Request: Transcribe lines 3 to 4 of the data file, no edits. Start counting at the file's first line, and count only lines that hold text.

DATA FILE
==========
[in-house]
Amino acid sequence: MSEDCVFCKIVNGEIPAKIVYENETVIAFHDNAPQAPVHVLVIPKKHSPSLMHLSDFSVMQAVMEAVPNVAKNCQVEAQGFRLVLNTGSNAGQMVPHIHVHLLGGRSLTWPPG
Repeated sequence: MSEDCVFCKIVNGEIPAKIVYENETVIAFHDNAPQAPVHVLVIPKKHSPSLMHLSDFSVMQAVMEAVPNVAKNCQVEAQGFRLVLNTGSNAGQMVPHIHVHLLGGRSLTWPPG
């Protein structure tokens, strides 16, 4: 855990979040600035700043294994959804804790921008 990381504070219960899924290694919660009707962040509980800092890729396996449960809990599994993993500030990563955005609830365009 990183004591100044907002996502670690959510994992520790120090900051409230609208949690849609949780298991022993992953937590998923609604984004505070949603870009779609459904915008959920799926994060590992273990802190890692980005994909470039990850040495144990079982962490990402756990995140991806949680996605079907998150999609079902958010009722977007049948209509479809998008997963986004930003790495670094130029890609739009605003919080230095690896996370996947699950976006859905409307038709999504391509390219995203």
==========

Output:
Repeated sequence: MSEDCVFCKIVNGEIPAKIVYENETVIAFHDNAPQAPVHVLVIPKKHSPSLMHLSDFSVMQAVMEAVPNVAKNCQVEAQGFRLVLNTGSNAGQMVPHIHVHLLGGRSLTWPPG
């Protein structure tokens, strides 16, 4: 855990979040600035700043294994959804804790921008 990381504070219960899924290694919660009707962040509980800092890729396996449960809990599994993993500030990563955005609830365009 990183004591100044907002996502670690959510994992520790120090900051409230609208949690849609949780298991022993992953937590998923609604984004505070949603870009779609459904915008959920799926994060590992273990802190890692980005994909470039990850040495144990079982962490990402756990995140991806949680996605079907998150999609079902958010009722977007049948209509479809998008997963986004930003790495670094130029890609739009605003919080230095690896996370996947699950976006859905409307038709999504391509390219995203």